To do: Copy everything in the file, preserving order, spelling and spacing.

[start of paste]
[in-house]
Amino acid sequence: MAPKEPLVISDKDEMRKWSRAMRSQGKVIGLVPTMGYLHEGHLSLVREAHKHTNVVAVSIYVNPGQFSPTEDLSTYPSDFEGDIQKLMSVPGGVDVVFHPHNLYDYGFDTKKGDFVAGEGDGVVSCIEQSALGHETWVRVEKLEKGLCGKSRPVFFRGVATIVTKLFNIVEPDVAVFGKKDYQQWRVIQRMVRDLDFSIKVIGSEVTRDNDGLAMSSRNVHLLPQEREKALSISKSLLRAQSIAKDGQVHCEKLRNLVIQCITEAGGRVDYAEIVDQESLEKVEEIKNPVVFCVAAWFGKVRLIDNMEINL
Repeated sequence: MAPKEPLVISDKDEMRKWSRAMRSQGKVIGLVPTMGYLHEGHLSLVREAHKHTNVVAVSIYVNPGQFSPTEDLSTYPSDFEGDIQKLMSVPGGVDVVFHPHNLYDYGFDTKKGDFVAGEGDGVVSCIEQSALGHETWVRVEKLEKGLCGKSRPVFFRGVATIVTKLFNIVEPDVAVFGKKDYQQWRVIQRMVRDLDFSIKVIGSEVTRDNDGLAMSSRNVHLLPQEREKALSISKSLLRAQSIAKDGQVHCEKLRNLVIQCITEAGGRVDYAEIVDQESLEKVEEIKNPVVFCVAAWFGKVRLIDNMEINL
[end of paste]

[in-house]
Amino acid sequence: MAPKEPLVISDKDEMRKWSRAMRSQGKVIGLVPTMGYLHEGHLSLVREAHKHTNVVAVSIYVNPGQFSPTEDLSTYPSDFEGDIQKLMSVPGGVDVVFHPHNLYDYGFDTKKGDFVAGEGDGVVSCIEQSALGHETWVRVEKLEKGLCGKSRPVFFRGVATIVTKLFNIVEPDVAVFGKKDYQQWRVIQRMVRDLDFSIKVIGSEVTRDNDGLAMSSRNVHLLPQEREKALSISKSLLRAQSIAKDGQVHCEKLRNLVIQCITEAGGRVDYAEIVDQESLEKVEEIKNPVVFCVAAWFGKVRLIDNMEINL
Repeated sequence: MAPKEPLVISDKDEMRKWSRAMRSQGKVIGLVPTMGYLHEGHLSLVREAHKHTNVVAVSIYVNPGQFSPTEDLSTYPSDFEGDIQKLMSVPGGVDVVFHPHNLYDYGFDTKKGDFVAGEGDGVVSCIEQSALGHETWVRVEKLEKGLCGKSRPVFFRGVATIVTKLFNIVEPDVAVFGKKDYQQWRVIQRMVRDLDFSIKVIGSEVTRDNDGLAMSSRNVHLLPQEREKALSISKSLLRAQSIAKDGQVHCEKLRNLVIQCITEAGGRVDYAEIVDQESLEKVEEIKNPVVFCVAAWFGKVRLIDNMEINL